Visual Speed Sensitivity in the Drum Corps Color Guard

Drum corps color guard experts spend years developing skills in spinning rifles, sabers, and flags. Their expertise provides a unique window into factors that govern sensitivity to the speed of rotational and radial motion. Prior neurophysiological research demonstrates that rotational and radial motion register in the Medial Superior Temporal (MST) region of the primate visual system. To the extent that shared neural events govern rotational and radial speed sensitivity, one would expect expertise on either task to transfer to the other. One similarly would expect shared neural events to generate correlations between rotational and radial speed sensitivity. We evaluated these predictions via visual speed sensitivity tests on drum corps color guard experts, drum corps low brass experts, and other age-matched control participants. Displays comprised bilaterally presented plaid patterns that rotated, radiated, or both. Participants reported which side contained faster motion. The data revealed a modest but reliably reproducible and specific group-by-task interaction; color guard speed sensitivity exhibited a rotational motion advantage and radial motion disadvantage. Additionally, rotational and radial speed sensitivity failed to predict each other significantly. Overall, the findings match predictions that follow from a dissociation between the neural events governing rotational and radial speed sensitivity.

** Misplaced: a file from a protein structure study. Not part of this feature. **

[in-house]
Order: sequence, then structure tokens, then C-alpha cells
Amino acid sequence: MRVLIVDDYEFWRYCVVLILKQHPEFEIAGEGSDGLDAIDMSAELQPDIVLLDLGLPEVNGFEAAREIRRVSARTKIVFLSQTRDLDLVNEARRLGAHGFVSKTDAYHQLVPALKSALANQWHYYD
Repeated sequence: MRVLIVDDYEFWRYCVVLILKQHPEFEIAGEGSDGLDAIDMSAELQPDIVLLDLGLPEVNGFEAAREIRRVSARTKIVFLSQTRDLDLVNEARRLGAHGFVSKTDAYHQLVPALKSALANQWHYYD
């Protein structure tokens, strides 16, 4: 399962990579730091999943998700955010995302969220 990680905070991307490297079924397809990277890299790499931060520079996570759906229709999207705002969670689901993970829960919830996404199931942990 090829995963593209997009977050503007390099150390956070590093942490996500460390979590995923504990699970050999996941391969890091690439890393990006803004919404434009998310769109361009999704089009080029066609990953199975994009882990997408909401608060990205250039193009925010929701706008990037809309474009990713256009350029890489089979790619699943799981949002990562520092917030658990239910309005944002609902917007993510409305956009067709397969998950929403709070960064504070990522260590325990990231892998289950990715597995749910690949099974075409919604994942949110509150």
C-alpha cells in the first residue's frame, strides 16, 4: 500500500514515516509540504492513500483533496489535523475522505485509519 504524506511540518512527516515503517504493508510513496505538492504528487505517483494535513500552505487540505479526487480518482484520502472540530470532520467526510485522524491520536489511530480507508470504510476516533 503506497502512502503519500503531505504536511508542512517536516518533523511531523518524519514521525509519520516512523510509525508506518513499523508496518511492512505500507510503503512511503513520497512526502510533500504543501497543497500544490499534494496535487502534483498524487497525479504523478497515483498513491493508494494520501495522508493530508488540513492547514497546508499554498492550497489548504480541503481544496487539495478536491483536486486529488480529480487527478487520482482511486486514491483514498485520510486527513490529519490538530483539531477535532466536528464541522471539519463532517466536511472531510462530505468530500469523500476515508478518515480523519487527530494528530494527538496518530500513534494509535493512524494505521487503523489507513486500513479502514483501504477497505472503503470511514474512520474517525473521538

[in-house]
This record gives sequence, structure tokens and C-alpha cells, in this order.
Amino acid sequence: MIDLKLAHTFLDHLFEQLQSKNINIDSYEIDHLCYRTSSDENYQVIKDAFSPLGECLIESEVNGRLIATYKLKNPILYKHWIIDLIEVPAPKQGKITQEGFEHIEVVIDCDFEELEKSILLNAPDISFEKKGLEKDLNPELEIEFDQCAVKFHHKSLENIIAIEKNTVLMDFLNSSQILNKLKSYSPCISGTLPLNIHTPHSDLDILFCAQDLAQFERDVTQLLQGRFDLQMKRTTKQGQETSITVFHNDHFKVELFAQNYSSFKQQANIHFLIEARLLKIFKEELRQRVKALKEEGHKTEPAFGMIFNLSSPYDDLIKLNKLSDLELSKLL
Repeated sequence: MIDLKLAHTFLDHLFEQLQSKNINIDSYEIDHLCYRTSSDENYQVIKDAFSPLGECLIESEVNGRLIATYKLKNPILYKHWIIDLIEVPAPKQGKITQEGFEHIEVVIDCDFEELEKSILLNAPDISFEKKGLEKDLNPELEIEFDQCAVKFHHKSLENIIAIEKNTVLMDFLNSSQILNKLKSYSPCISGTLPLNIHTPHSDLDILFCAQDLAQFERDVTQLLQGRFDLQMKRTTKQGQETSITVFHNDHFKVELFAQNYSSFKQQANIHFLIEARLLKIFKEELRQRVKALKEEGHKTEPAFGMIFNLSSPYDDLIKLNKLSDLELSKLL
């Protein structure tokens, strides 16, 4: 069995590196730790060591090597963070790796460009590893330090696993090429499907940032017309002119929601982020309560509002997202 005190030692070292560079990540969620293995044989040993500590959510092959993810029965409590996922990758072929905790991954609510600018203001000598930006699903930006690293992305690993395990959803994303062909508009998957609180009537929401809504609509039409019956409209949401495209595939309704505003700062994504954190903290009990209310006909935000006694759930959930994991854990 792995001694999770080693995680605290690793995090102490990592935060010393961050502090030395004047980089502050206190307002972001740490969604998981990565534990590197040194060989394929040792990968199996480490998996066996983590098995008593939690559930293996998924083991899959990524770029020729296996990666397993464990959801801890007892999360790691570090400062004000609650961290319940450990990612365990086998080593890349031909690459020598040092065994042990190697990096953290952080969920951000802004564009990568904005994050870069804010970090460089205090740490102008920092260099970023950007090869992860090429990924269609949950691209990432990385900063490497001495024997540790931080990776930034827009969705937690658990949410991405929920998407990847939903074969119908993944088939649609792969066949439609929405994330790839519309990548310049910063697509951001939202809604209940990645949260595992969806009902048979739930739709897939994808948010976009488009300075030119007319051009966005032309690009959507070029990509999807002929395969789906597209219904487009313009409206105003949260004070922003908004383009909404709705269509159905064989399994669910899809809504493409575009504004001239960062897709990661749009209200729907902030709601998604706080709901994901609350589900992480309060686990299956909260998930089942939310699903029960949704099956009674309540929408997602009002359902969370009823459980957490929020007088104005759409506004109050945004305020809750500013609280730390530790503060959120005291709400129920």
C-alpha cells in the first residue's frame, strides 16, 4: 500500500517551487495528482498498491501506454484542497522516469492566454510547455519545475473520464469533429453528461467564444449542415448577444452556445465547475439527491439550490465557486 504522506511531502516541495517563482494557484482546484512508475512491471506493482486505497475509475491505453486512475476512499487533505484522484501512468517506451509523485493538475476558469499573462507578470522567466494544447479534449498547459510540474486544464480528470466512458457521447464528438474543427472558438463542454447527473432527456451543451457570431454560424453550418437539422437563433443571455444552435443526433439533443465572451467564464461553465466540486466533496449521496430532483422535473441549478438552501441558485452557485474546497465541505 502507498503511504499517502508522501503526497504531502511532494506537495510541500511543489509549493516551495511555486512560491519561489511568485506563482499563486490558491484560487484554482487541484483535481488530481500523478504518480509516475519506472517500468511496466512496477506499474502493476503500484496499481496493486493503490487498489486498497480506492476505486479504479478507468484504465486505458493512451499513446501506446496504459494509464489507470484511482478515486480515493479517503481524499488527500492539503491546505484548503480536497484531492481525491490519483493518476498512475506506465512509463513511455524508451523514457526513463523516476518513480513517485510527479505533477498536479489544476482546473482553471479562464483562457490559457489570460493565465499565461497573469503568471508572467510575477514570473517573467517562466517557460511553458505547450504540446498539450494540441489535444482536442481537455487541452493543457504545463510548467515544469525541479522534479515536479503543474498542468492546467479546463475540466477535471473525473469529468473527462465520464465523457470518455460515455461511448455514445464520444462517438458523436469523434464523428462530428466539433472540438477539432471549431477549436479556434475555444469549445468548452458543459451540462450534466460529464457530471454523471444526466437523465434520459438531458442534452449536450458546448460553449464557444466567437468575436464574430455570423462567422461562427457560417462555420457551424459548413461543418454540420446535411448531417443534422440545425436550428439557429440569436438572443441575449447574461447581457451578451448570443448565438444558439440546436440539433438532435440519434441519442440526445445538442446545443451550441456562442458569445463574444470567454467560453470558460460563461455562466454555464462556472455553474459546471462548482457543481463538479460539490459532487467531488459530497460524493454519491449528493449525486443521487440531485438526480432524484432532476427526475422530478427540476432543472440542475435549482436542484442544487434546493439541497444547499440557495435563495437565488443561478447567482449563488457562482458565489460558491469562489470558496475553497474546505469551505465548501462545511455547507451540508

Coauthored by Professor Leslie Welch. Full article found at the link below.